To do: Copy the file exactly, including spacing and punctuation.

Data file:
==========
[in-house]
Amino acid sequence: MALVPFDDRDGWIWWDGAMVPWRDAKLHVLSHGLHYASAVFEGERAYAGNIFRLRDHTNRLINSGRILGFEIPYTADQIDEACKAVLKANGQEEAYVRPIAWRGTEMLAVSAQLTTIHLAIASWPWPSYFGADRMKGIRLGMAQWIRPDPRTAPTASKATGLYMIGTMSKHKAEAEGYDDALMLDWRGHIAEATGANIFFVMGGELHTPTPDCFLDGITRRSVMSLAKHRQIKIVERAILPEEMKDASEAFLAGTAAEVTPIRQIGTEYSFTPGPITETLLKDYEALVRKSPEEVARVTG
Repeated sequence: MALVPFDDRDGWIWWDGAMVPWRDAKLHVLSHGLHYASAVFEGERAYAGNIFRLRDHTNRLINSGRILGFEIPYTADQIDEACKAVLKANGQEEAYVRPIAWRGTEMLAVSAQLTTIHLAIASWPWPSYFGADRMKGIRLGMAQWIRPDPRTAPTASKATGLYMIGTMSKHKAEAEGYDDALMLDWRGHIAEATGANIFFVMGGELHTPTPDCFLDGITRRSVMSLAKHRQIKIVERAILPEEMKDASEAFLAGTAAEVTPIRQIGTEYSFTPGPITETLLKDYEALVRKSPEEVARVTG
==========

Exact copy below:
[in-house]
Amino acid sequence: MALVPFDDRDGWIWWDGAMVPWRDAKLHVLSHGLHYASAVFEGERAYAGNIFRLRDHTNRLINSGRILGFEIPYTADQIDEACKAVLKANGQEEAYVRPIAWRGTEMLAVSAQLTTIHLAIASWPWPSYFGADRMKGIRLGMAQWIRPDPRTAPTASKATGLYMIGTMSKHKAEAEGYDDALMLDWRGHIAEATGANIFFVMGGELHTPTPDCFLDGITRRSVMSLAKHRQIKIVERAILPEEMKDASEAFLAGTAAEVTPIRQIGTEYSFTPGPITETLLKDYEALVRKSPEEVARVTG
Repeated sequence: MALVPFDDRDGWIWWDGAMVPWRDAKLHVLSHGLHYASAVFEGERAYAGNIFRLRDHTNRLINSGRILGFEIPYTADQIDEACKAVLKANGQEEAYVRPIAWRGTEMLAVSAQLTTIHLAIASWPWPSYFGADRMKGIRLGMAQWIRPDPRTAPTASKATGLYMIGTMSKHKAEAEGYDDALMLDWRGHIAEATGANIFFVMGGELHTPTPDCFLDGITRRSVMSLAKHRQIKIVERAILPEEMKDASEAFLAGTAAEVTPIRQIGTEYSFTPGPITETLLKDYEALVRKSPEEVARVTG